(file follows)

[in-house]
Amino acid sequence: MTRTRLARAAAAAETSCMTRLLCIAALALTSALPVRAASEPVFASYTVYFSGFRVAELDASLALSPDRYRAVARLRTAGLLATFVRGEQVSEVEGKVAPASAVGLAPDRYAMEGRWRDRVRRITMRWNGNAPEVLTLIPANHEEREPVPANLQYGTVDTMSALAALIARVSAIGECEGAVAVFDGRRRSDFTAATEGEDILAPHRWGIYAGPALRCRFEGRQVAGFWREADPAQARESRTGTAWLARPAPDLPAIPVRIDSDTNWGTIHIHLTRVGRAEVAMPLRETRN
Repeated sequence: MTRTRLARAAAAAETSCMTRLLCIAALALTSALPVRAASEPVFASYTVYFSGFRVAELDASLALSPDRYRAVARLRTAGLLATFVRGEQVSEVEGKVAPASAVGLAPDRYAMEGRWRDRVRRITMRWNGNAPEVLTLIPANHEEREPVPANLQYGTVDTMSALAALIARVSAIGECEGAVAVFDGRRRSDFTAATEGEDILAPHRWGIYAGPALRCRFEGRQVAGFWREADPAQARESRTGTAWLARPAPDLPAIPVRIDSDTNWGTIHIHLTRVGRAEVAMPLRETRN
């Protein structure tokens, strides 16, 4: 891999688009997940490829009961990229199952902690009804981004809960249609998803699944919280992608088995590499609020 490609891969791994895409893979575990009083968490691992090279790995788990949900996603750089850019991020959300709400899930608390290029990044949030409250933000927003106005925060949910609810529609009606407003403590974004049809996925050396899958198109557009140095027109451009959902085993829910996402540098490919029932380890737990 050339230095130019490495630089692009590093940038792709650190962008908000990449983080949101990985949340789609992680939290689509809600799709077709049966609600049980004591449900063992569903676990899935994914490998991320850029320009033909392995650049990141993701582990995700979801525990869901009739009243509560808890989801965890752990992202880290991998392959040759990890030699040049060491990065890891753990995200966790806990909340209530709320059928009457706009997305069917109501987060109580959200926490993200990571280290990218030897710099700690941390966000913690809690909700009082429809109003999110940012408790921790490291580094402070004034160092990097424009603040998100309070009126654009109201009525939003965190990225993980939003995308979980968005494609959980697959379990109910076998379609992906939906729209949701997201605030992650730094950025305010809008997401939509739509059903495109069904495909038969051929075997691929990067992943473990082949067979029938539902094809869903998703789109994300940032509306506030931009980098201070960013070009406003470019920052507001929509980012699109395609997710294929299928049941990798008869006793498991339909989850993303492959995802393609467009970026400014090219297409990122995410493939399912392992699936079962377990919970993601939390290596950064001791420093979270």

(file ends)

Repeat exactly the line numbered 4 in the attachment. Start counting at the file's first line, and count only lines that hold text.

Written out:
């Protein structure tokens, strides 16, 4: 891999688009997940490829009961990229199952902690009804981004809960249609998803699944919280992608088995590499609020 490609891969791994895409893979575990009083968490691992090279790995788990949900996603750089850019991020959300709400899930608390290029990044949030409250933000927003106005925060949910609810529609009606407003403590974004049809996925050396899958198109557009140095027109451009959902085993829910996402540098490919029932380890737990 050339230095130019490495630089692009590093940038792709650190962008908000990449983080949101990985949340789609992680939290689509809600799709077709049966609600049980004591449900063992569903676990899935994914490998991320850029320009033909392995650049990141993701582990995700979801525990869901009739009243509560808890989801965890752990992202880290991998392959040759990890030699040049060491990065890891753990995200966790806990909340209530709320059928009457706009997305069917109501987060109580959200926490993200990571280290990218030897710099700690941390966000913690809690909700009082429809109003999110940012408790921790490291580094402070004034160092990097424009603040998100309070009126654009109201009525939003965190990225993980939003995308979980968005494609959980697959379990109910076998379609992906939906729209949701997201605030992650730094950025305010809008997401939509739509059903495109069904495909038969051929075997691929990067992943473990082949067979029938539902094809869903998703789109994300940032509306506030931009980098201070960013070009406003470019920052507001929509980012699109395609997710294929299928049941990798008869006793498991339909989850993303492959995802393609467009970026400014090219297409990122995410493939399912392992699936079962377990919970993601939390290596950064001791420093979270």